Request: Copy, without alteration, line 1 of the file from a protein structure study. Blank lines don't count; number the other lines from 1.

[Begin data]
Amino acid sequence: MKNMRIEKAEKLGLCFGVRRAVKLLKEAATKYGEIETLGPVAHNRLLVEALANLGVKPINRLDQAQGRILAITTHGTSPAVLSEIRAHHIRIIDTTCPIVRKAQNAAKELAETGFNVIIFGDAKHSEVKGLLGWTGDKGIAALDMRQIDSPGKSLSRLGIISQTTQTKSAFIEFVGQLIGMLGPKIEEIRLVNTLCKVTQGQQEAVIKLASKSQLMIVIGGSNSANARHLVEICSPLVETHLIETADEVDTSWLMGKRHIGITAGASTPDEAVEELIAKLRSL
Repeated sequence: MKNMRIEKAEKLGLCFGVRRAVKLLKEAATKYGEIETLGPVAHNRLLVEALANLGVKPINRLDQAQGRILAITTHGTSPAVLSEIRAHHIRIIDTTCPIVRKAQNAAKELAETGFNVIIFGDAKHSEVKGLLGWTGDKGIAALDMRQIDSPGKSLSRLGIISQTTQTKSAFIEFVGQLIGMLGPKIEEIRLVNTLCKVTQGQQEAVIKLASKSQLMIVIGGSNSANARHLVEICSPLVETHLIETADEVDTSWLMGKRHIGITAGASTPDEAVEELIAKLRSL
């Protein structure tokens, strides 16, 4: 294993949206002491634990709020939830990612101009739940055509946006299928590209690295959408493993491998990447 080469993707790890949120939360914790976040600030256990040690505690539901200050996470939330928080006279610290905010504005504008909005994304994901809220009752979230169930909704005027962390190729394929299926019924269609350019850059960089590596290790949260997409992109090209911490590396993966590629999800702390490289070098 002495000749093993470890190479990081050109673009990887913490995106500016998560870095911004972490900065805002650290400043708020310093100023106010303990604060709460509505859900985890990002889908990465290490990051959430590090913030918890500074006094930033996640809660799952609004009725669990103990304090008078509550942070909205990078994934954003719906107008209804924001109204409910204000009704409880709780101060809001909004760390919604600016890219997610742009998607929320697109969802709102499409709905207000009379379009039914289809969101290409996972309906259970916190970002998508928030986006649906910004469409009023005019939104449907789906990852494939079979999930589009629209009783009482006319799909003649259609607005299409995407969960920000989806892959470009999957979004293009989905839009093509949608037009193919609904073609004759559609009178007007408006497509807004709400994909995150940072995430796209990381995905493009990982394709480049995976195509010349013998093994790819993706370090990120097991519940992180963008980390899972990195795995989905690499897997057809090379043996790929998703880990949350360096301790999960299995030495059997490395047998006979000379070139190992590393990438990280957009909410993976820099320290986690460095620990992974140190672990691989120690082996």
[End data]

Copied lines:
Amino acid sequence: MKNMRIEKAEKLGLCFGVRRAVKLLKEAATKYGEIETLGPVAHNRLLVEALANLGVKPINRLDQAQGRILAITTHGTSPAVLSEIRAHHIRIIDTTCPIVRKAQNAAKELAETGFNVIIFGDAKHSEVKGLLGWTGDKGIAALDMRQIDSPGKSLSRLGIISQTTQTKSAFIEFVGQLIGMLGPKIEEIRLVNTLCKVTQGQQEAVIKLASKSQLMIVIGGSNSANARHLVEICSPLVETHLIETADEVDTSWLMGKRHIGITAGASTPDEAVEELIAKLRSL